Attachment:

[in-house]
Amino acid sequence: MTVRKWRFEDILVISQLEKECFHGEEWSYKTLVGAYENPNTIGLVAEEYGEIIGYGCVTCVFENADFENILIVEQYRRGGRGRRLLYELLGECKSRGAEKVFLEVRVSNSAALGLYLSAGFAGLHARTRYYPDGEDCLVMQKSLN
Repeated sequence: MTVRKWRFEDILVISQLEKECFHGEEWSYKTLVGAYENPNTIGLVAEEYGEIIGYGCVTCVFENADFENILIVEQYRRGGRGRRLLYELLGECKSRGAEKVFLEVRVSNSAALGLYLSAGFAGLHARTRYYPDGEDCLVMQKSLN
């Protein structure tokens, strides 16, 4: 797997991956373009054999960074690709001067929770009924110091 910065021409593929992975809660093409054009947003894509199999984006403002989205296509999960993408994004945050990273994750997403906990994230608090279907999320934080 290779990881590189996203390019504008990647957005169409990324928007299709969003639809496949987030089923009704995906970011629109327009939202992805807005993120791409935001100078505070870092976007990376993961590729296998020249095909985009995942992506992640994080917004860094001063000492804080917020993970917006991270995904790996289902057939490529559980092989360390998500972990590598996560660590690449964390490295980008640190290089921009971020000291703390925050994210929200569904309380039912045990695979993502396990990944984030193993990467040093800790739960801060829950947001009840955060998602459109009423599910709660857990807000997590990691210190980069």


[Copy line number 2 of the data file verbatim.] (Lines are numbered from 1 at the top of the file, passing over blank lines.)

Amino acid sequence: MTVRKWRFEDILVISQLEKECFHGEEWSYKTLVGAYENPNTIGLVAEEYGEIIGYGCVTCVFENADFENILIVEQYRRGGRGRRLLYELLGECKSRGAEKVFLEVRVSNSAALGLYLSAGFAGLHARTRYYPDGEDCLVMQKSLN